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How Much Income Do I Need to Buy a House?

putting money into jar

Homeownership is not just for the ultra wealthy. While income is an important factor when buying a house, knowing exactly how much you need to earn is not as simple.

Most people who buy a home use a mortgage loan to finance the majority of the purchase price. Lenders consider an applicant’s debt-to-income (DTI) ratio when deciding how much they are willing to loan for the purchase of a home. If you have higher debt, such as from student loans, car loans, or credit card debt, you will need to have a higher income to show that you are able to comfortably pay all of your bills. The lender compares these two amounts to make sure that you can handle adding the monthly mortgage payment.

If you aren’t sure about what to expect, talk to your lender about get preapproved or prequalified. They will ask about your basic financial situation to give you a ballpark of what you can borrow. Keep in mind that this amount is not definite and that it may go up or down as they review your application more thoroughly in underwriting.

How Do Lenders Determine My Income?

For those traditionally employed, you will need to provide your pay stubs or W-2s to show your most recent earnings. Contract employees can provide a 1099 form to show the same information. If you are self-employed, your previous few years’ tax returns will be needed to show a strong history of income. In general, self-employed and contract workers need to show a longer history of earnings because their income can fluctuate more. You can also provide documentation of income earned through commissions, bonuses and overtime, military benefits, alimony and other court-ordered payments, investments and retirement accounts, and social security.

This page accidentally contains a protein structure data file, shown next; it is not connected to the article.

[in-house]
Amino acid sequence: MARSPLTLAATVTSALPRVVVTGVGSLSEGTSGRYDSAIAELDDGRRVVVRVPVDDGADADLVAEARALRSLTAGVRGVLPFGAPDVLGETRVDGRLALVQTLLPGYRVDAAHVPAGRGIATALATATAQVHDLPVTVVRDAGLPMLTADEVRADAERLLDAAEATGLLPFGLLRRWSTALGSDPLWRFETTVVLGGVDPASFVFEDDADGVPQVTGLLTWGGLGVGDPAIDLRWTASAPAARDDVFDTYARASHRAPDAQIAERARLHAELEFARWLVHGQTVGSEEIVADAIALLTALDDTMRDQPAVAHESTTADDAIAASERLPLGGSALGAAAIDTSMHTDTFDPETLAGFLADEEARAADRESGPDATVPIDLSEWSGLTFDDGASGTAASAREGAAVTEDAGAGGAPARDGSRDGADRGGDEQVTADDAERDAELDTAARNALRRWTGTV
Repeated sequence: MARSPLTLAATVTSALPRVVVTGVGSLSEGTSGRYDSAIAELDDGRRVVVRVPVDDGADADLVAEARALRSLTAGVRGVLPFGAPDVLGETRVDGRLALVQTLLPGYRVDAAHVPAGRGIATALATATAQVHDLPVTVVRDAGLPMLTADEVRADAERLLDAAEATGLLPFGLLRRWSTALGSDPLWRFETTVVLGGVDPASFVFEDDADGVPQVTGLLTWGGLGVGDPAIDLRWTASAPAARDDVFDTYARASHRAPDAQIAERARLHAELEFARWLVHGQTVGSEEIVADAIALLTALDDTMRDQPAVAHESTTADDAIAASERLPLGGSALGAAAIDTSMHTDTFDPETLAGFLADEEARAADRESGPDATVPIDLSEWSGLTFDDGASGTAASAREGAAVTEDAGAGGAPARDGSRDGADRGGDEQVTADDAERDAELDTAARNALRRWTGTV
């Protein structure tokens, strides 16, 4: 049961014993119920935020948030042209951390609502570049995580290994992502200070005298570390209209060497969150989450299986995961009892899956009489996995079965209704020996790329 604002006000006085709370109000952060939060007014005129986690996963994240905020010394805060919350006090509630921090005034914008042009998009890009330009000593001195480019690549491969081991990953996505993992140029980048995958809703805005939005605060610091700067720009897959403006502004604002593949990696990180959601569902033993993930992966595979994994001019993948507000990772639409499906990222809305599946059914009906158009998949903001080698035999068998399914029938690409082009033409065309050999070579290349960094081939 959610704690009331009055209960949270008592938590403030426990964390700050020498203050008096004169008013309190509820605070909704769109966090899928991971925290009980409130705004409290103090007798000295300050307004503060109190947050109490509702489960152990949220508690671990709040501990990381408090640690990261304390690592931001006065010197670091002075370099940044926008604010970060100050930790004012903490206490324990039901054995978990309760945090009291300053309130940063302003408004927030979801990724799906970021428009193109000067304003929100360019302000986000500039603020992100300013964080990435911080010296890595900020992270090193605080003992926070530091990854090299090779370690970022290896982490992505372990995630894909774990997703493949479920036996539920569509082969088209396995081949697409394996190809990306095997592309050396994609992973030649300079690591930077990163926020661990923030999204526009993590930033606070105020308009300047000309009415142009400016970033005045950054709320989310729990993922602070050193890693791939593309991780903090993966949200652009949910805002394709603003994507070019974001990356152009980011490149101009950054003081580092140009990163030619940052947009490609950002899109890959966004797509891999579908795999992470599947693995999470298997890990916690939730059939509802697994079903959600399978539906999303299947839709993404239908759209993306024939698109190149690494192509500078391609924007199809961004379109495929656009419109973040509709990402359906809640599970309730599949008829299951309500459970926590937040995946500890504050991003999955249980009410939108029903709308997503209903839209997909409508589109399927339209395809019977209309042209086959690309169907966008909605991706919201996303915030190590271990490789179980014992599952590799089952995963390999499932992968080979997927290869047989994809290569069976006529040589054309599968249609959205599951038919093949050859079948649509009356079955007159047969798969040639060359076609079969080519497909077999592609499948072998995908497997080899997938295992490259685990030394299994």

What Else Does a Lender Consider?

Income and DTI are not the only things that a lender wants to know when considering your mortgage application. They also look at your credit score, the purchase price of the home, and the percentage that you plan to put down as a down payment.

If your income is lower than ideal for your home purchase but you have little debt and an excellent credit score, your lender might still be comfortable approving your loan. Be prepared to provide documentation of every recurring expense that may impact your ability to pay back the loan. There is no set amount of income that you need before you can purchase a home, but it is always a good idea to get your debt as low as possible before beginning your application. Talk to your lender about your individual situation and what steps you can take to become a homeowner.

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